Yes! No one had any cash anymore after we got the euro. The police also got a lot stricter all of a sudden, and they installed cameras everywhere. Before you knew it, you'd be locked up again. I was doing a lot more time. The euro really killed the business.
Were you still using at the time?
I'd been with a girl that I'd met on the streets for about nine years. I'd told her: "Listen, I'm going to take care of you, but I just got out of prison and I'm a user. So please, I really don't want any kids." One day I came home, and she told me she was pregnant. I freaked out. I told her I didn't want to have a kid, and she left me.
Do you feel guilty about that?
Absolutely. I felt embarrassed about my drug use. I didn't want my kids to grow up with an addict for a father. When she left me, I just fell apart. I was smoking coke every day. I'd wake up and just smoke and smoke. I didn't want to see anyone, stopped paying my bills, built up mountains of debt. I'm still struggling with that now.
Are you still using as much?
No, I quit about two years ago. My mother became ill and needed help. Half of her body is paralyzed, and she can't sit down or stand up on her own or go to the bathroom. I made myself useful by taking care of her. I take care of her every day now; sometimes I cook her a nice Surinam dish, she likes that a lot more than the traditional Dutch stuff. Before she got sick, we went to Surinam together and I didn't use for a week, even though there's plenty of drugs there. Someone in the hotel where we were staying asked if I wanted to bring some drugs back to the Netherlands. I said: "I'm here with my mum, man. Come on."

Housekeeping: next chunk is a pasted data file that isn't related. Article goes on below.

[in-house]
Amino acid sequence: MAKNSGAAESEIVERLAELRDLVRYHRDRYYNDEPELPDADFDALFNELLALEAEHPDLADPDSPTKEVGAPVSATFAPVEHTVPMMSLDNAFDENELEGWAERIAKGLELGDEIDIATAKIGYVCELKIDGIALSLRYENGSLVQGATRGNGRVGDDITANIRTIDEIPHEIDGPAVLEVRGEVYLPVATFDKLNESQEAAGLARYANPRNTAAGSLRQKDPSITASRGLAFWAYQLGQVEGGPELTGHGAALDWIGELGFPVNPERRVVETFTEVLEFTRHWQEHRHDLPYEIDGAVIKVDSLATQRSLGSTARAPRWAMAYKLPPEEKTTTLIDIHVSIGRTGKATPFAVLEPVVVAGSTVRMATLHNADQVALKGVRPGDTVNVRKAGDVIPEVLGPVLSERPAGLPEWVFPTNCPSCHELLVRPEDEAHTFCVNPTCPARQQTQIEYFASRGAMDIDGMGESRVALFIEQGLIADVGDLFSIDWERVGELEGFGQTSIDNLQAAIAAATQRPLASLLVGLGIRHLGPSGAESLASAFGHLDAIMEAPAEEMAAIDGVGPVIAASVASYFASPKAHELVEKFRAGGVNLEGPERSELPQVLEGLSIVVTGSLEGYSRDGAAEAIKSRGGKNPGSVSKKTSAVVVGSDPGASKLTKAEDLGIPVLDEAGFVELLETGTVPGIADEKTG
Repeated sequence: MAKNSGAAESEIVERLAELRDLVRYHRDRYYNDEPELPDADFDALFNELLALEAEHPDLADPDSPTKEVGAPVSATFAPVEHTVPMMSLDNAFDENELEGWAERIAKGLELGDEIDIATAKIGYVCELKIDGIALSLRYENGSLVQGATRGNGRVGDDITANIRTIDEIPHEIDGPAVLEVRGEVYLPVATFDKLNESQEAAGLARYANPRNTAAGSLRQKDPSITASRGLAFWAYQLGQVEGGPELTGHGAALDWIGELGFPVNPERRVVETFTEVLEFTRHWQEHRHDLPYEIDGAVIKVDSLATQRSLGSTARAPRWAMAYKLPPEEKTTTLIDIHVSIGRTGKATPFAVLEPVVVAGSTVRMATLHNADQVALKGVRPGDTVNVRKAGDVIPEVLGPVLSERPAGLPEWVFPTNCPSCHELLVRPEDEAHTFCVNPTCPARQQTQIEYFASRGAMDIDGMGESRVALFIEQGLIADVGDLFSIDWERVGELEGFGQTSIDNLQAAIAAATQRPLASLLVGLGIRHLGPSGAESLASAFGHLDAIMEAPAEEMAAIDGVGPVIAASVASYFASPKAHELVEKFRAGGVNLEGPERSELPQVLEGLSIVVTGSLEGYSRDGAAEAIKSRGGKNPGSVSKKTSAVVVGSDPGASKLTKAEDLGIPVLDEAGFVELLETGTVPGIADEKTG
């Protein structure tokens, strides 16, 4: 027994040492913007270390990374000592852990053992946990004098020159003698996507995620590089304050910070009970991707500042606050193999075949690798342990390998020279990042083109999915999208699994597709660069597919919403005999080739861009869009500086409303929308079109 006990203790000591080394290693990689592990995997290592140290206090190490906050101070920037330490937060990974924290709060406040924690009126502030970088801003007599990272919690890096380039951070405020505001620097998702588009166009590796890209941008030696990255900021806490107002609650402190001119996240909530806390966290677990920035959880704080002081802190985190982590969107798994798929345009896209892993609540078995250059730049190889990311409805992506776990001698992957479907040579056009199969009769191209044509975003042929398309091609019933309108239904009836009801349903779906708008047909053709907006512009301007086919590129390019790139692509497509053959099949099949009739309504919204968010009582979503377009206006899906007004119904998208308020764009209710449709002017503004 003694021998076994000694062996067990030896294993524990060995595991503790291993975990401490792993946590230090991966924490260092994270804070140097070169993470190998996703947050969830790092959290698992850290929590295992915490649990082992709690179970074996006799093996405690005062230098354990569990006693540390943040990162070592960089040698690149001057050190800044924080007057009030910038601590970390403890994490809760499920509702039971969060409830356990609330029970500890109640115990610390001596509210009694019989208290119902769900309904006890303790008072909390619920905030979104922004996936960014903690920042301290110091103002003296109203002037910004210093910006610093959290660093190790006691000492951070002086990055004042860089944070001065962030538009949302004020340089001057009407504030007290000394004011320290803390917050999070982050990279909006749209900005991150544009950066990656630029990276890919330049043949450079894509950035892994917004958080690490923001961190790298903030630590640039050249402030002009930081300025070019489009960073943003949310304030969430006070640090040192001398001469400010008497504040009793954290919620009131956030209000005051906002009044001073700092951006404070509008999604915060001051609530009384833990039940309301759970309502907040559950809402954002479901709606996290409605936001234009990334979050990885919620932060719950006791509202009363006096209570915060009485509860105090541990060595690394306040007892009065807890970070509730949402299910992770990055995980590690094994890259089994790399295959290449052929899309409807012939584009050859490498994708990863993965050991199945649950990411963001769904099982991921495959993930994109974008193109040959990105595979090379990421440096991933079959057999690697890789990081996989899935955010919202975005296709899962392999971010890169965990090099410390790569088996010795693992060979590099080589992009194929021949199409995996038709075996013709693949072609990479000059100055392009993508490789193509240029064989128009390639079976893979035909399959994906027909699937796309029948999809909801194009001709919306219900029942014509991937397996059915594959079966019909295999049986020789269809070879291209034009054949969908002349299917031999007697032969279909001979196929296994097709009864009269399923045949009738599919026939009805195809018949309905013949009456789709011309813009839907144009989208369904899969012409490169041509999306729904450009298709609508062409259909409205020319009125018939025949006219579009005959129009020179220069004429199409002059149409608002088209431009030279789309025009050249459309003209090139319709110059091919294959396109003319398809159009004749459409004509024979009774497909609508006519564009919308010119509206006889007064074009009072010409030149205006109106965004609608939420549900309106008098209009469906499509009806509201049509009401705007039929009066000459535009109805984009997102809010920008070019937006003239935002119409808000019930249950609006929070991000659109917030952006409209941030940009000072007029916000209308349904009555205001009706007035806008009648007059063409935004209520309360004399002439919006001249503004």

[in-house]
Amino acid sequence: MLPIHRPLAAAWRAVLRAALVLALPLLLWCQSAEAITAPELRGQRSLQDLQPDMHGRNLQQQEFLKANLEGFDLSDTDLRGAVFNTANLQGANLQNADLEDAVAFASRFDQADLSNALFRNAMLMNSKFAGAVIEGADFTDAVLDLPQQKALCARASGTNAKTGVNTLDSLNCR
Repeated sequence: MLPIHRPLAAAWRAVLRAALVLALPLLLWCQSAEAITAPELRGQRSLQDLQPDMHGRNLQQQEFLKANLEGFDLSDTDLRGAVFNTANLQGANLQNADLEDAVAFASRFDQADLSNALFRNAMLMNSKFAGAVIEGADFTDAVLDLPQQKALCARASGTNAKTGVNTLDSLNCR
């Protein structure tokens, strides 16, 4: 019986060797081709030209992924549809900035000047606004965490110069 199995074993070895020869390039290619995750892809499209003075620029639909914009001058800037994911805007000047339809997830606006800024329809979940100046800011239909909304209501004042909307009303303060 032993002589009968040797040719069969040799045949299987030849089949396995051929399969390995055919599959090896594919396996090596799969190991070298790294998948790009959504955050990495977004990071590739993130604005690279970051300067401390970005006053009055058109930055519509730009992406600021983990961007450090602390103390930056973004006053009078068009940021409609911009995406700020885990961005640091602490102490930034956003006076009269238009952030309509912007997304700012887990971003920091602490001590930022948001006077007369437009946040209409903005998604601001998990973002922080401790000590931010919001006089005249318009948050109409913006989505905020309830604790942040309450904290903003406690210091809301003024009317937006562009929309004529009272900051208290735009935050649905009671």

What are the biggest changes you've seen in the drug business?
People are cutting their stuff more and more. The quality has just gone downhill. Before, Surinam dealers used to have the best coke, but those days are over. The Moroccans have taken over the trade now—that's where I get my stuff too. And sometimes I sell flour or baking powder.
"It's terrible out on the streets now – people will sell all kinds of shit. Like lidocaine."
Flour? You offered me "coca, coca." Would you have sold me the fake stuff?
No, no. I only sell that to drunk Brits. I might run into you again. You seem like a nice guy, but you never know who's carrying a knife or a gun. I usually have both coke and flour on me, and decide on the spot which one you'll be getting.
I think of it as drug prevention. A lot of tourists only come here to do drugs—not to see how beautiful the Netherlands are, or to have a nice bit of cheese. I stop them from only using drugs on their holiday by selling them fake shit. And you can't die from snorting a bit of flour, so I think it's a good solution.
Why don't you just get a job?
I'd like to, but social services thinks that I committed benefit fraud because I was selling fake dope while I was on benefits. So I have to pay back about 40,000 euro [$43,000]. And I still have to pay off water bills, medical insurance, and rent money from the time when I was still an addict. So I'm a bit short on cash. I'm on welfare, and have about 60 euro [$65] a week to spend on food or something like a pair of shoes. I stopped using two years ago, but those debts don't just go away.
How are your kids doing?
Very well. I have four, with three different women. My youngest daughter had her birthday this week, which was nice. Only my eldest son knows about my past. He's doing very well with his degree and stuff. I feel bad that I wasn't there for him in the past, but I'm very proud of him now.
Have you every thought about starting a delivery service instead of selling on the street?
I'm afraid that I'll start using again if I have the stuff on me for too long, so I don't want to do anything big anymore. This is all very small-scale. I sell a gram or two in the weekend, just to have an extra tenner to spend during the week.